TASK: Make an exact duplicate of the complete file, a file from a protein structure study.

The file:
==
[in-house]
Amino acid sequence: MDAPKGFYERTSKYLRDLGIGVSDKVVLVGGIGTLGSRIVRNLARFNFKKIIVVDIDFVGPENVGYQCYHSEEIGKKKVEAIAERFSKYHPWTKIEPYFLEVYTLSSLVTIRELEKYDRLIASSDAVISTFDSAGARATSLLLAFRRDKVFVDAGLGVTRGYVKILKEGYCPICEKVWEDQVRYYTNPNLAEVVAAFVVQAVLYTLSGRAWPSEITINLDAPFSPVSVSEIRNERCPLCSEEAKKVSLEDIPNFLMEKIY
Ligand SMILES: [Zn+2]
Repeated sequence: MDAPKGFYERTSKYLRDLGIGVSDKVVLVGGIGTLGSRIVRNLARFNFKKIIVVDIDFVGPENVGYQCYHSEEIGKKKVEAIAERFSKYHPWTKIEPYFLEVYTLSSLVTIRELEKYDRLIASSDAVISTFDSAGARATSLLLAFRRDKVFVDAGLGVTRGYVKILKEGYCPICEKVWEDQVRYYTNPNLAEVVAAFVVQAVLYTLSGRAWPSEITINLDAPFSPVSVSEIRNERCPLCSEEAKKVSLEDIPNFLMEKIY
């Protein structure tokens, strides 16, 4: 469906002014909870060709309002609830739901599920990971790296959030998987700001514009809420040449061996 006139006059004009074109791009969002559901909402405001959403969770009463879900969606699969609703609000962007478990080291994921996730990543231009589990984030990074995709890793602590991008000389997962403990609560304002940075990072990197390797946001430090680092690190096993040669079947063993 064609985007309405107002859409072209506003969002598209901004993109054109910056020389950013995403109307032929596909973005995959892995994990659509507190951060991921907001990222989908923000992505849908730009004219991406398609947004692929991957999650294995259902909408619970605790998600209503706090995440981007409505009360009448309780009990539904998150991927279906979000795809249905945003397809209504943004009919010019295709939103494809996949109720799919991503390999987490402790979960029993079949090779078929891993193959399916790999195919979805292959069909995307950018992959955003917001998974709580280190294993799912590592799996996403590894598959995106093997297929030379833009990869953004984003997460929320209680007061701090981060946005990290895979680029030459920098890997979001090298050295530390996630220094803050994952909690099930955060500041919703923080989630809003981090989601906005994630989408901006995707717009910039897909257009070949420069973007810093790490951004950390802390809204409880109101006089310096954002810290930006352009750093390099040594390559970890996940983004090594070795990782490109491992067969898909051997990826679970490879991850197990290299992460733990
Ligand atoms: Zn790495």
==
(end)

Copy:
[in-house]
Amino acid sequence: MDAPKGFYERTSKYLRDLGIGVSDKVVLVGGIGTLGSRIVRNLARFNFKKIIVVDIDFVGPENVGYQCYHSEEIGKKKVEAIAERFSKYHPWTKIEPYFLEVYTLSSLVTIRELEKYDRLIASSDAVISTFDSAGARATSLLLAFRRDKVFVDAGLGVTRGYVKILKEGYCPICEKVWEDQVRYYTNPNLAEVVAAFVVQAVLYTLSGRAWPSEITINLDAPFSPVSVSEIRNERCPLCSEEAKKVSLEDIPNFLMEKIY
Ligand SMILES: [Zn+2]
Repeated sequence: MDAPKGFYERTSKYLRDLGIGVSDKVVLVGGIGTLGSRIVRNLARFNFKKIIVVDIDFVGPENVGYQCYHSEEIGKKKVEAIAERFSKYHPWTKIEPYFLEVYTLSSLVTIRELEKYDRLIASSDAVISTFDSAGARATSLLLAFRRDKVFVDAGLGVTRGYVKILKEGYCPICEKVWEDQVRYYTNPNLAEVVAAFVVQAVLYTLSGRAWPSEITINLDAPFSPVSVSEIRNERCPLCSEEAKKVSLEDIPNFLMEKIY
């Protein structure tokens, strides 16, 4: 469906002014909870060709309002609830739901599920990971790296959030998987700001514009809420040449061996 006139006059004009074109791009969002559901909402405001959403969770009463879900969606699969609703609000962007478990080291994921996730990543231009589990984030990074995709890793602590991008000389997962403990609560304002940075990072990197390797946001430090680092690190096993040669079947063993 064609985007309405107002859409072209506003969002598209901004993109054109910056020389950013995403109307032929596909973005995959892995994990659509507190951060991921907001990222989908923000992505849908730009004219991406398609947004692929991957999650294995259902909408619970605790998600209503706090995440981007409505009360009448309780009990539904998150991927279906979000795809249905945003397809209504943004009919010019295709939103494809996949109720799919991503390999987490402790979960029993079949090779078929891993193959399916790999195919979805292959069909995307950018992959955003917001998974709580280190294993799912590592799996996403590894598959995106093997297929030379833009990869953004984003997460929320209680007061701090981060946005990290895979680029030459920098890997979001090298050295530390996630220094803050994952909690099930955060500041919703923080989630809003981090989601906005994630989408901006995707717009910039897909257009070949420069973007810093790490951004950390802390809204409880109101006089310096954002810290930006352009750093390099040594390559970890996940983004090594070795990782490109491992067969898909051997990826679970490879991850197990290299992460733990
Ligand atoms: Zn790495």